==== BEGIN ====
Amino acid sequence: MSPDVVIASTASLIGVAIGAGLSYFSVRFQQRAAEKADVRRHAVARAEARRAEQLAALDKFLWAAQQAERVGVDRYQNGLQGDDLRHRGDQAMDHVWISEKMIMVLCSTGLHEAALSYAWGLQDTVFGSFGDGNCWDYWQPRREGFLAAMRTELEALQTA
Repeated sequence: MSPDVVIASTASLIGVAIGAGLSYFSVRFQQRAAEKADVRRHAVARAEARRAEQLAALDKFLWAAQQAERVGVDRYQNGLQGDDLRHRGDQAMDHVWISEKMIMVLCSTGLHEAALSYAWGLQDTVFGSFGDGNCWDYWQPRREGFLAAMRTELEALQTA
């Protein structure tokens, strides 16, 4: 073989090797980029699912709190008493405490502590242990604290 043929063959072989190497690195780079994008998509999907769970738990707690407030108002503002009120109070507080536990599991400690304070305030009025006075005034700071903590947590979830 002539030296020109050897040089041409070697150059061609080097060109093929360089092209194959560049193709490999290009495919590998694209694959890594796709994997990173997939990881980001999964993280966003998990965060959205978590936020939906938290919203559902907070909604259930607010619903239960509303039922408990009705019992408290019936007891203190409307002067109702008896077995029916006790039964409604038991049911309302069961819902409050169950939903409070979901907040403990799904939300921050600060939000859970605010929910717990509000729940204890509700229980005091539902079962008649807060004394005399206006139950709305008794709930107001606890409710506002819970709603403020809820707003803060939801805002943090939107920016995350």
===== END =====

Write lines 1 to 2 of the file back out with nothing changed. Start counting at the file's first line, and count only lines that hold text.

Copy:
Amino acid sequence: MSPDVVIASTASLIGVAIGAGLSYFSVRFQQRAAEKADVRRHAVARAEARRAEQLAALDKFLWAAQQAERVGVDRYQNGLQGDDLRHRGDQAMDHVWISEKMIMVLCSTGLHEAALSYAWGLQDTVFGSFGDGNCWDYWQPRREGFLAAMRTELEALQTA
Repeated sequence: MSPDVVIASTASLIGVAIGAGLSYFSVRFQQRAAEKADVRRHAVARAEARRAEQLAALDKFLWAAQQAERVGVDRYQNGLQGDDLRHRGDQAMDHVWISEKMIMVLCSTGLHEAALSYAWGLQDTVFGSFGDGNCWDYWQPRREGFLAAMRTELEALQTA